You saw the viral video last week of a huge fish gulping down a four-foot shark off the coast of Bonita Springs, Florida, right? Turns out that incident is a fairly common one. (If you missed the vid the first time around, here it is.)
And here’s a similar scene from 2009, uploaded by dwhtyo, from Marathon, Florida. First Love Charters with Captain Lucas took these fish hunters out.
The monster Atlantic goliath grouper (Epinephelus itajara) is just a ginormous type of sea bass, one of the largest in the oceans. Found in the reefs of shallow tropical waters, and sometimes estuaries, on both sides of the Atlantic as well as the Caribbean, this fish can reportedly grow about 16 ft (5 m) long and weigh hundreds of pounds. It measures about half as wide in girth as it is long.
For a closer look, check out the Atlantic goliath’s Australian cousin, the gigantic Queensland grouper, as seen here by Jeremy Wade and the River Monsters film crew in a recording passed on by Animal Planet.
Atlantic goliath grouper were once considered fine food and overfished. The population declined rapidly, and the grouper is now a critically endangered species protected from harvest. (Can you imagine throwing it back in? Anybody catching one must do so.) The big fellas come in different shades from dull green, grey, or dark yellow to brown, with small dark spots on the head, body, and rounded fins. The eyes are so tiny they can pass for two spots. Juveniles are lighter in color and usually banded.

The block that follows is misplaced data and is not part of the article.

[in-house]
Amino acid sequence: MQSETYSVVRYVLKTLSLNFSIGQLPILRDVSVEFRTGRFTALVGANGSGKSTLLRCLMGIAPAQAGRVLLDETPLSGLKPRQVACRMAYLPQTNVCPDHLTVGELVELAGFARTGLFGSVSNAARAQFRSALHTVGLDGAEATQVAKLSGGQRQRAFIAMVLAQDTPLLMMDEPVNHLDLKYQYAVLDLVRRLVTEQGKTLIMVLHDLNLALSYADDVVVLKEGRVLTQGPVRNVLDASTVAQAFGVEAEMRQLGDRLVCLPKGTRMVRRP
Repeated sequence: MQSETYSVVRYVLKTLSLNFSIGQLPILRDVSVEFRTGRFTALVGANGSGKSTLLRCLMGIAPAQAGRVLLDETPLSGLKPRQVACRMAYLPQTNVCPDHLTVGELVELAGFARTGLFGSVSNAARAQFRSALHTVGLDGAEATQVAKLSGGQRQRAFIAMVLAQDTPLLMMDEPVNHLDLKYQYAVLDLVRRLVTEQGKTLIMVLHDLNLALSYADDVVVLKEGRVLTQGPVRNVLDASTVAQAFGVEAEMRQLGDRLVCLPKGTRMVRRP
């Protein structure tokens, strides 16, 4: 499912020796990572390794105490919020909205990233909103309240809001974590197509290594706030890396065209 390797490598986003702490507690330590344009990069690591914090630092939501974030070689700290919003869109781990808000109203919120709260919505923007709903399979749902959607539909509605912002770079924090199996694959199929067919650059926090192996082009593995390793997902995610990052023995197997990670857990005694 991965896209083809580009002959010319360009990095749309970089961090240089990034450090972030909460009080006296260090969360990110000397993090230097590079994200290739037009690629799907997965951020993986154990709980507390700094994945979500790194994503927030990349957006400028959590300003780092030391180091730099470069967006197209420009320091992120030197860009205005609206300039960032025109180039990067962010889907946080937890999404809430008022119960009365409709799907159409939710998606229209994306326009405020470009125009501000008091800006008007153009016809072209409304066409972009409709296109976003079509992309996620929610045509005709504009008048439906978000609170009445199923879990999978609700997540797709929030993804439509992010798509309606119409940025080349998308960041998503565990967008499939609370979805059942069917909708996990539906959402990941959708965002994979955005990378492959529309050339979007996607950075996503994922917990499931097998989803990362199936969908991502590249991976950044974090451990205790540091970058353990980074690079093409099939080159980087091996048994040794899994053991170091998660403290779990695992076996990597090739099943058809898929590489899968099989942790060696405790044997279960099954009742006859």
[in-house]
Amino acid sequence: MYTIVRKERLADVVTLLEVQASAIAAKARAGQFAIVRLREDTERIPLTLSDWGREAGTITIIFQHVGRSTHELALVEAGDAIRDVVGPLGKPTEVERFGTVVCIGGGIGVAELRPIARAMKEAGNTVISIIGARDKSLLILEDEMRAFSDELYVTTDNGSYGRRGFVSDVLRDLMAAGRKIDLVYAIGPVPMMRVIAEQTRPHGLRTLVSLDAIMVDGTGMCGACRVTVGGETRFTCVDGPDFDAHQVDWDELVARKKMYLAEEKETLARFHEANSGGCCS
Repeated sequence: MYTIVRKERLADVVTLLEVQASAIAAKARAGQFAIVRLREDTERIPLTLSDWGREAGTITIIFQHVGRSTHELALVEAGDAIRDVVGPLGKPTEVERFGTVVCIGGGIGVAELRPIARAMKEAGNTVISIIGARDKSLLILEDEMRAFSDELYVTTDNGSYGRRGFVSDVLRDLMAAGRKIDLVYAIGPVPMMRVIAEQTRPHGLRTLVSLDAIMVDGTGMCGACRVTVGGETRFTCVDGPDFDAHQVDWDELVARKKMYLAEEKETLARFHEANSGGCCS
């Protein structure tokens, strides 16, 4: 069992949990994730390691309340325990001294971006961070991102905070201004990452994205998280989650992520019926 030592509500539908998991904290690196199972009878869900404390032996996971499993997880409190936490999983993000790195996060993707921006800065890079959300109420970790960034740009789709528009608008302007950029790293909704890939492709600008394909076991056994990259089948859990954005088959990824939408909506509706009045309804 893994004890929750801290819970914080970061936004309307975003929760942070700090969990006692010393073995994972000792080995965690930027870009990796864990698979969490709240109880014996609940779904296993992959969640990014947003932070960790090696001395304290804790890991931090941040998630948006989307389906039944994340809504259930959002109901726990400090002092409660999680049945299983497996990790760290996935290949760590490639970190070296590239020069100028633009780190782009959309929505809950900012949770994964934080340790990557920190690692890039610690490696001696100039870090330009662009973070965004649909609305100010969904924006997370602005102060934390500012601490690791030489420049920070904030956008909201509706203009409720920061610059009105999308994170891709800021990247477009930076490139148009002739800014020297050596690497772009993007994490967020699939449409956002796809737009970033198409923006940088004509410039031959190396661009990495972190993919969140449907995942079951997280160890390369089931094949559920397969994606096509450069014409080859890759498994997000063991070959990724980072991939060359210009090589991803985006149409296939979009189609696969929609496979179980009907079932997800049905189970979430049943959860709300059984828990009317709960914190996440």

And yes, Atlantic goliath grouper sport some useful teeth—several rows of small mandibular choppers and some little pharyngeal teeth for good measure. They’ll chase just about anything smaller than they are. As well as sharks, groupers enjoy barracuda, other fish, crustaceans, octopi, and young sea turtles.
This one chowed down on a bonita off Stuart, Florida, with Captain Ben Chancey of Chew On This Charters:
Grouper also have a fondness for divers:
In July, this one went for a piece of diver and then stole a lesser amberjack off the diver’s spear in about 80 feet (25m) of water off Jupiter, Florida.
But maybe the most interesting fact about groupers is that they are almost certainly sequential protogynous hermaphrodites. In other words, groupers are born with both female and male gonads. They start out female, and as they age (based on either internal or external triggers), they shift sex to become male. This pattern also exists in other reef fish: wrasses (one of the largest families of coral reef fish), emperors (or bream), porgies, parrotfish, angelfish, gobies, and possibly more. Male groupers retain and even increase their fecundity with age, while it diminishes in the other sex. What that says about guys and chasing booty!